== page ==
Professor John Read photographic collection

  • This material is held at
  • Reference
      GB 227 phJREAD
  • Dates of Creation
  • Name of Creator
  • Physical Description
      29 drawers of glass negatives, 42 drawers of glass lantern slides, 3 additional drawers of glass lantern slides (48+44+44), plus four metres of framed and outsize flat material.

Scope and Content

The main series is made up of a run of glass negatives created from a variety of material including commercial photographs, prints, etchings and printed illustrations. These negatives were used to create a series of positive glass lantern slides which were used to illustrate a variety of lectures and talks. The collection reflects Read's personal interests in the history of chemistry, alchemy, the history of St Andrews, Somerset and Australia and includes topography, people, chemical compounds, diagrams and experiments. There is a small pile of 6 strays from the above sequences.

In addition there are three wooden boxes of glass lantern slides:

  • Commercial lantern slides to accompany 'Visit to Cambridge' by MA Cantab, 1889 with text;
  • Commercial lantern slides of 'A Tour through New Zealand', some colour, topographical and botanical, undated;
  • American Universities, marked 'Principal Sir James Irvine': Cornell (14), Princeton (7), Berkeley (4), Wisconsin (4), Illinois (7) and Michigan (8), all c. 1930.

There is material which pre-dates Read's employment by the University and which was most likely gathered by James Colquhoun Irvine, lecturer and later Professor of Chemisty and Principal of the University. There are good interior views of the chemistry laboratories, building works on what was later named the Irvine Building and views of St Andrews. There are markers for talks given using the slides on topics such as 'Zurich', 'HHC', 'Australia', 'Music/Alchemy', and 'St Andrews'. In addition there is a series of outsize and framed items which are unlisted.

Administrative / Biographical History

John Read (1884-1963) was trained under Raphael Meldola and the great stereo-chemist Alfred Werner, later working in collaboration with Sir William Pope in Cambridge. He held the Chair of Pure and Applied Organic Chemistry in Sydney, Australia from 1916-23 during which period he investigated eucalyptus oils. He was elected to the Chair of Chemistry in St Andrews in 1923 and continued to research the stereochemistry of the monocyclic terpenes. He was awarded the Fellowship of the Royal Society in 1935. He was well known for his interesting and lucid lectures, many well illustrated.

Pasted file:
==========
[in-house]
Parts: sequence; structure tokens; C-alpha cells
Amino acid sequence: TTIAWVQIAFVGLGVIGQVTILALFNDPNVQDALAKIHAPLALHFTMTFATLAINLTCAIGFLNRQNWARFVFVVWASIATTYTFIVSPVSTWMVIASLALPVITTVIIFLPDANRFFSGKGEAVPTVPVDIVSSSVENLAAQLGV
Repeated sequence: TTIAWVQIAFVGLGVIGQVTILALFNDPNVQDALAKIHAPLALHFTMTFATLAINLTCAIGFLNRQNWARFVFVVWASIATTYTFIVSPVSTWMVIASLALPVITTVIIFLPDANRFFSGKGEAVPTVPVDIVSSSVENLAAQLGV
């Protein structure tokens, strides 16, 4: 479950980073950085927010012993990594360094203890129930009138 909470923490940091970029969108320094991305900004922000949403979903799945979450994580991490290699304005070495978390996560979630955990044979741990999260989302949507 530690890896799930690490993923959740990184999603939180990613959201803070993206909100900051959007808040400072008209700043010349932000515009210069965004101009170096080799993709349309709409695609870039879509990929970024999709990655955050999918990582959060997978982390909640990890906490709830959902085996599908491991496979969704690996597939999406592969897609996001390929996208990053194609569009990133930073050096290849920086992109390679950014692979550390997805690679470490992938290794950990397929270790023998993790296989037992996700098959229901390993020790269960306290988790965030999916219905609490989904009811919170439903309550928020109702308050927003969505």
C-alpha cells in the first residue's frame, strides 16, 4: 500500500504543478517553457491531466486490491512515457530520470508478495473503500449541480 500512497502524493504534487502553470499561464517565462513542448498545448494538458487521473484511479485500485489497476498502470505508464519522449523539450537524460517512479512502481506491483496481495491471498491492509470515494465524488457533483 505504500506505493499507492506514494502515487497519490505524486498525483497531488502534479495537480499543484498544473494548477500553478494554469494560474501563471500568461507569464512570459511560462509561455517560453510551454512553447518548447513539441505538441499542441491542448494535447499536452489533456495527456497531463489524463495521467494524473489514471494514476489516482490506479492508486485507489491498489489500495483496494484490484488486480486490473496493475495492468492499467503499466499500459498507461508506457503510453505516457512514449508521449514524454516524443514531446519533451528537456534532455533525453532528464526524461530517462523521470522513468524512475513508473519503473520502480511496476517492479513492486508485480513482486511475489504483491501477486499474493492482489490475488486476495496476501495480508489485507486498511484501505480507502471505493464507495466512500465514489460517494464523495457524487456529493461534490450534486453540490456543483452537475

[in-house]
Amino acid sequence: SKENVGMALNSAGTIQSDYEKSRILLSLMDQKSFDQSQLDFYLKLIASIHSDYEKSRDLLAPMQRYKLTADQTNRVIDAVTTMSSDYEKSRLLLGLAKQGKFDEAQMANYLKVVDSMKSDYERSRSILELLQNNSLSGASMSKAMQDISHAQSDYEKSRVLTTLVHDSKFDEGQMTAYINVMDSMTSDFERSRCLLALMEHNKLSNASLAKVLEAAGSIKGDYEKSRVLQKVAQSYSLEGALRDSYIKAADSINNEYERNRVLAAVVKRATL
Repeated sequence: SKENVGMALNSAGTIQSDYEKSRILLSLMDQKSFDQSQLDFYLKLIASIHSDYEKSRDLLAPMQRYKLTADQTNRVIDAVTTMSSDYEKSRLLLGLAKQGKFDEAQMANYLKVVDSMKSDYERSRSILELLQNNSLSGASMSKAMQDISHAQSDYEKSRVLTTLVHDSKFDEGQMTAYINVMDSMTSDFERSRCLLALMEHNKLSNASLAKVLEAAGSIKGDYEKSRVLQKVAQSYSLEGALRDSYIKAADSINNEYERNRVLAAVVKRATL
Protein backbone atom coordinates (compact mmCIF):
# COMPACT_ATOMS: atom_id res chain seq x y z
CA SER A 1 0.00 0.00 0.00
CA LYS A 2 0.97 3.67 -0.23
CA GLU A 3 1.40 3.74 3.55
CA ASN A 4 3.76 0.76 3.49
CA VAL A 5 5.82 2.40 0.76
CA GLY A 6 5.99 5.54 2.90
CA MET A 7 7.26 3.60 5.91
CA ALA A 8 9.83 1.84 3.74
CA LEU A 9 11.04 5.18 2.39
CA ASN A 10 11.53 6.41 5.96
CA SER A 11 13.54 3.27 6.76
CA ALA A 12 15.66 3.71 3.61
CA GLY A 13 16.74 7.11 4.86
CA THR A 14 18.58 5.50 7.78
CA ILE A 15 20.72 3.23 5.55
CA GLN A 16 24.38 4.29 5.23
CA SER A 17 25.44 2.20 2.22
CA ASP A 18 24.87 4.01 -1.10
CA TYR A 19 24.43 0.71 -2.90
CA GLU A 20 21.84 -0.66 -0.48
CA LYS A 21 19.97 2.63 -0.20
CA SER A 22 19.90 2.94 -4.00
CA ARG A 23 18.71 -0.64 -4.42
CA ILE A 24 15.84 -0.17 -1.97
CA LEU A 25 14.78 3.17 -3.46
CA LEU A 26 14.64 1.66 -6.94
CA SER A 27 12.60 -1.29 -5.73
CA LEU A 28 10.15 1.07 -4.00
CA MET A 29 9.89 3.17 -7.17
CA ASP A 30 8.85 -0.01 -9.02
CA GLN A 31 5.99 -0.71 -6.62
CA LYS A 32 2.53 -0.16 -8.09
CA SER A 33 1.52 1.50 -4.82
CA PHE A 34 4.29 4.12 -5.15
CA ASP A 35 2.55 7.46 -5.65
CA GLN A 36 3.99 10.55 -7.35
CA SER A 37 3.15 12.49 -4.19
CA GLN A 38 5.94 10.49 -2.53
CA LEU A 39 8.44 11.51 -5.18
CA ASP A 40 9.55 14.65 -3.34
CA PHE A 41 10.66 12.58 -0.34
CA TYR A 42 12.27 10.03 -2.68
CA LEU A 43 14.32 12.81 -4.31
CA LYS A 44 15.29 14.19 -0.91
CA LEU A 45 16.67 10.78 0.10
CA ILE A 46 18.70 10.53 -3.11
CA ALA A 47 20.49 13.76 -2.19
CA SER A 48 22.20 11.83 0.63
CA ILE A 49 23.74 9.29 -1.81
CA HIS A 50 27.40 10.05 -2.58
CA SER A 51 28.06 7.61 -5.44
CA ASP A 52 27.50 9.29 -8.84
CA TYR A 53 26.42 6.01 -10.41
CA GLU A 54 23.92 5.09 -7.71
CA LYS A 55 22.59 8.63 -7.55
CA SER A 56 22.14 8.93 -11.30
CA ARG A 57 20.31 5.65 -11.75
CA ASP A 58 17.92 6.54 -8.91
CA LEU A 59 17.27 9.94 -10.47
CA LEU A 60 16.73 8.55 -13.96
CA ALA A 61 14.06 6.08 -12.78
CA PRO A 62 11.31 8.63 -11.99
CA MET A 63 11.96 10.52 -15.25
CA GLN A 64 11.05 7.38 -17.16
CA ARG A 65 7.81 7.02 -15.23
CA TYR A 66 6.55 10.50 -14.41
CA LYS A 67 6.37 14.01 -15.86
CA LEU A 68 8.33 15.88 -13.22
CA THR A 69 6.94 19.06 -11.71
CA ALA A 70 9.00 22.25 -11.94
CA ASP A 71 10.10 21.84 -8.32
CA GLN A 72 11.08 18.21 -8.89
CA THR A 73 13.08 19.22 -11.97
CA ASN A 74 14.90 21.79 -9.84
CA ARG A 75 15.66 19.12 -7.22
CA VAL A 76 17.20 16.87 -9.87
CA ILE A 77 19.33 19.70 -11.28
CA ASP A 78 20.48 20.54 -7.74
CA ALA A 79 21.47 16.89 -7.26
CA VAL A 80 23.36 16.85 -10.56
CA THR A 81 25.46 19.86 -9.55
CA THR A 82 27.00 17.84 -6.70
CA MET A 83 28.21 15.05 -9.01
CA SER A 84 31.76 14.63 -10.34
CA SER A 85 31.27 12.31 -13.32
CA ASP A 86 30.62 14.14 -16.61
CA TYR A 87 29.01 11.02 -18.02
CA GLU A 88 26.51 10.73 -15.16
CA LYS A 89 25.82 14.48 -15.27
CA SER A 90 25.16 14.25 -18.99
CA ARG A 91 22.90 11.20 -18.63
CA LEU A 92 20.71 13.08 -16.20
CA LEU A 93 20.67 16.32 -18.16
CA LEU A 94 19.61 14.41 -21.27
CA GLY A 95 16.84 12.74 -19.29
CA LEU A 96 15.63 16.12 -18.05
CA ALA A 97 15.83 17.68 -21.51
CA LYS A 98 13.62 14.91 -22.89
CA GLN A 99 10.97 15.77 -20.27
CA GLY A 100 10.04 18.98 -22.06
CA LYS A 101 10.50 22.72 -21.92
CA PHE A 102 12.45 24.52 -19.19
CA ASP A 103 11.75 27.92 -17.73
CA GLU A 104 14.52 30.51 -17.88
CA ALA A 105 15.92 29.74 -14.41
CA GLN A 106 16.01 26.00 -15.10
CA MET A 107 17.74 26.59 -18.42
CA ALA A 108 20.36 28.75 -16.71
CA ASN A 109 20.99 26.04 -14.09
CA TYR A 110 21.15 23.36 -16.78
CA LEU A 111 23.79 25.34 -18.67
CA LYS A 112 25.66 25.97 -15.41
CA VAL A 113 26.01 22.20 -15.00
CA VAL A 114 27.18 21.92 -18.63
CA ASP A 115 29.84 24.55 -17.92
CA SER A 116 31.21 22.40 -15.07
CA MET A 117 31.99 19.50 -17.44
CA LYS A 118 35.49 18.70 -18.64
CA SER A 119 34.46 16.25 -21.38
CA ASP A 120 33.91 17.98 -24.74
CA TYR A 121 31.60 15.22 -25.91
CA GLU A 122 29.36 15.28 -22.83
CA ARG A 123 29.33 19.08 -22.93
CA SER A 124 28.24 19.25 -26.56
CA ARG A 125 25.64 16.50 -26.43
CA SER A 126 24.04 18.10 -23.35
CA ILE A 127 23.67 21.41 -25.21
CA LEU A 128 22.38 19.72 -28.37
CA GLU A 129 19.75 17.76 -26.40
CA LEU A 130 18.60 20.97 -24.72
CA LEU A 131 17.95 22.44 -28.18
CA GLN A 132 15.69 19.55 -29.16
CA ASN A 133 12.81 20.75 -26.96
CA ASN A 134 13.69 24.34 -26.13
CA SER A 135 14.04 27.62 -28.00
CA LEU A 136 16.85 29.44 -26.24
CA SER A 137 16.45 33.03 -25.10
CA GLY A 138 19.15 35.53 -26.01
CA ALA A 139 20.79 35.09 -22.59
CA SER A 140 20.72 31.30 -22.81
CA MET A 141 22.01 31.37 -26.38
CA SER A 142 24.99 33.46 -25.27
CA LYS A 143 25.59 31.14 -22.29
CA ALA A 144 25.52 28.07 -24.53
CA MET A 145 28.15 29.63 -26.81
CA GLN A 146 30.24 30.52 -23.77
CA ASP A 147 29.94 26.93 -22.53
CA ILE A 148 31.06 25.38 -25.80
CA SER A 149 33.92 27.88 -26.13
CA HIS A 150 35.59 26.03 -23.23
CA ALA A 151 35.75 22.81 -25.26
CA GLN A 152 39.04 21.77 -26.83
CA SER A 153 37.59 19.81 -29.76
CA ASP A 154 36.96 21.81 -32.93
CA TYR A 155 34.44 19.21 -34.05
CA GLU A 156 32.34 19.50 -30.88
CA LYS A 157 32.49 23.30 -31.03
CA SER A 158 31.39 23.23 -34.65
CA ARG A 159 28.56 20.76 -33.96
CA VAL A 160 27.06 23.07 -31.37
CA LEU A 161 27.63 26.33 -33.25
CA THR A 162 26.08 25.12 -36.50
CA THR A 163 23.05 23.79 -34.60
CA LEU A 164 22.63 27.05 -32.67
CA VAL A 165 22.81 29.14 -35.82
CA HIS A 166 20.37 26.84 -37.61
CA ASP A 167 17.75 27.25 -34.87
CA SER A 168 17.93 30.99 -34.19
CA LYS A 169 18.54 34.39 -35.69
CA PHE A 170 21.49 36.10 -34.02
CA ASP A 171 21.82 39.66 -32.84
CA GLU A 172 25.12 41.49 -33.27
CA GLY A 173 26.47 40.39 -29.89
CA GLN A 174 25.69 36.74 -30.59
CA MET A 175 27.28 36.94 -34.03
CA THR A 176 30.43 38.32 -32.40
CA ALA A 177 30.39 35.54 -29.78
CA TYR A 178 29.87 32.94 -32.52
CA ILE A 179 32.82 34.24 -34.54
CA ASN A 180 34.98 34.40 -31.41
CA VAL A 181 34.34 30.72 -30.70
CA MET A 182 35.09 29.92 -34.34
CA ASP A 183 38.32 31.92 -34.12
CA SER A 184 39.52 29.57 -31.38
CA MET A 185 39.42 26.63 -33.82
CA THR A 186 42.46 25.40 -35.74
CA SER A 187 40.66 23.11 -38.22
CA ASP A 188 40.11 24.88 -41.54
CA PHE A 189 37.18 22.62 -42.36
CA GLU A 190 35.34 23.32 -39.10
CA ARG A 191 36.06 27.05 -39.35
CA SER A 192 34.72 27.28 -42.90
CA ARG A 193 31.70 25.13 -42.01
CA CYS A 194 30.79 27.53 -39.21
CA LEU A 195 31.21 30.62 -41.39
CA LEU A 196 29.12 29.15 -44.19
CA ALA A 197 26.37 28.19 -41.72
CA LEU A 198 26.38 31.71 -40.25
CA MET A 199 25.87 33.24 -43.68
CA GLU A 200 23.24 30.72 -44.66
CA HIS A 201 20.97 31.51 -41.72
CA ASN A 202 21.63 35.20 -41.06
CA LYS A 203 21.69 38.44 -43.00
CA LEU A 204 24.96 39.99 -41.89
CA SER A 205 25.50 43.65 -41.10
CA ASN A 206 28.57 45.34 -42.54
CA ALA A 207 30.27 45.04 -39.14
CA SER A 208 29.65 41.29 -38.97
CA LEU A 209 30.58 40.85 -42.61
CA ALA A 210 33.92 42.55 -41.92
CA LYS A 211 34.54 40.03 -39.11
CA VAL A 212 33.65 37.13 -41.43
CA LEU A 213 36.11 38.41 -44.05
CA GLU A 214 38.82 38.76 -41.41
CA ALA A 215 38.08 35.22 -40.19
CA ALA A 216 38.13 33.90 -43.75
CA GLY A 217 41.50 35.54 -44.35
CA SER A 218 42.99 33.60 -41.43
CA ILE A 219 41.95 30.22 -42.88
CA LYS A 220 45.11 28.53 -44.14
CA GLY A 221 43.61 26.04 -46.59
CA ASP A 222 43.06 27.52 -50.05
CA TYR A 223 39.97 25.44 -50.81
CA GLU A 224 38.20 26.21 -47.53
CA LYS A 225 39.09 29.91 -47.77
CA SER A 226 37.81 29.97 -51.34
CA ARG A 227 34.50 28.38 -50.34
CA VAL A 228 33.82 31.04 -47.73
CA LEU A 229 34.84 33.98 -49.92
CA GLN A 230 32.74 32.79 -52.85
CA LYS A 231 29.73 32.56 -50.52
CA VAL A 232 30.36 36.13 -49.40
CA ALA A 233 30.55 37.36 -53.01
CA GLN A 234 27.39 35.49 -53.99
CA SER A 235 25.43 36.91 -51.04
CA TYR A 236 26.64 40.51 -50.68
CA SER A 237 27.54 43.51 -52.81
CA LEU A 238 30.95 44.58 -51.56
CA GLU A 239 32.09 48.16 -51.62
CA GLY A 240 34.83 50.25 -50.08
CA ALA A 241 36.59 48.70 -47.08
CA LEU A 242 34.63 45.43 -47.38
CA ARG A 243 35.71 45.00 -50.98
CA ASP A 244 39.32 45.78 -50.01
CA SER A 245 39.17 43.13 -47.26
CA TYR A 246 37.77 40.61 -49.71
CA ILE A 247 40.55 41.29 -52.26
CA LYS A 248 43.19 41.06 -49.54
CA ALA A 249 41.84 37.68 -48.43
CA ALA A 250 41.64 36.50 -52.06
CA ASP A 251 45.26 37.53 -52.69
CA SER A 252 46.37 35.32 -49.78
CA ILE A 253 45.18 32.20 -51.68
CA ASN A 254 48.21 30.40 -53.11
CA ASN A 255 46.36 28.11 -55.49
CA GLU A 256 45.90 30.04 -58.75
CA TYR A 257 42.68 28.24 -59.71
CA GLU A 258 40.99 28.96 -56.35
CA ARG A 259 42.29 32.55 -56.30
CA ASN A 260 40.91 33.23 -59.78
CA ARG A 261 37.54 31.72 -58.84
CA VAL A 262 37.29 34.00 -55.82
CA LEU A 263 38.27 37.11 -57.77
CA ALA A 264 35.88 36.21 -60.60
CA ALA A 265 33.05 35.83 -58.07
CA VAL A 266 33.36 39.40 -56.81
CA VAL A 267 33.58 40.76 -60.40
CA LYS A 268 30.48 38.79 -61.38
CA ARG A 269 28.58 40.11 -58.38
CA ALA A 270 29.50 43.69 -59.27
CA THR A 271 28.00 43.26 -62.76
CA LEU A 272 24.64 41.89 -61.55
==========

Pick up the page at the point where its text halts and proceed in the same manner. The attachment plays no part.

His academic works included Direct Entry to Organic Chemistry (London, 1948) which won the first Cortina prize in 1949 and Textbook of Organic Chemistry: historical, structural and economic (London, 1926 and 1958). He was as well known for his writings on the historical and lighter aspects of alchemy and chemistry such as: Prelude to Chemistry: an outline of alchemy, its literature and relationships (London, 1936), The Alchemist in Life, Literature and Art (London, 1947), Humour and Humanism in Chemistry (London, 1947) and Through Alchemy to Chemistry, a procession of ideas and personalities (London, 1957). The illustrations for these books are largely drawn from the superb collection of alchemical and historical works he amassed for his Department. He still held his chair at his death on 21 January 1963.


There are two matching sequences with the same reference numbers, one of glass negatives and one of positive lantern slides. They are numbered sequentially. The lantern slide series appears complete but there are gaps in the early negative sequence, a complete run starting at 666.

The commercial slides within the additional boxes are numbered: Cambridge 401-450, but 411 and 447 are wanting so 48 of 50 are present; New Zealand 601-650 but 610, 620, 622, 625, 635 and 636 are wanting, so 44 of 50 are present.

Framed pictures, engravings and miscellanea are not listed though often there is a lantern slide or a negative made from the outsize material which is held in the main sequence.

Access Information

The photographic collections are currently the subject of a major digitisation project. It is the intention to have the entire archive captured in electronic form, and available (with sophisticated searching facilities) on line via the web. A full version of the software can be accessed in the Library and researchers are welcome to visit the library to use it but it is important that appointments are made in advance. Access to original photographic material may be restricted.


Description compiled by Rachel Hart, Archives Hub Project Archivist.

Other Finding Aids

There is a card index which covers the main sequence of glass negatives and lantern slides.

Conditions Governing Use

Copies of images held in the photographic collection (with the exception of any photographs which are held either without copyright or under other restrictions imposed by the donor or photographer) can be ordered. Photographs thus provided for purely personal or research purposes are not subject to any fee beyond the photographic costs (for which a scale of charges is available). Prior written permission must be obtained before any further reproduction is undertaken of images supplied, for commercial or non-commercial purposes. Reproduction fees may be charged.

True photographic reprints of most images can be provided, or computer-generated prints of an increasing proportion of the collection at low, medium or high resolution. Given the fragility of the original material our preference is to provide computer prints where possible. We can also provide transparencies and a range of electronic formats.

Custodial History

Transferred from Department of Chemistry, University of St Andrews.


Not expected.


Obituary in Alumnus Chronicle, vol. 54, 1963, pp. 7-8.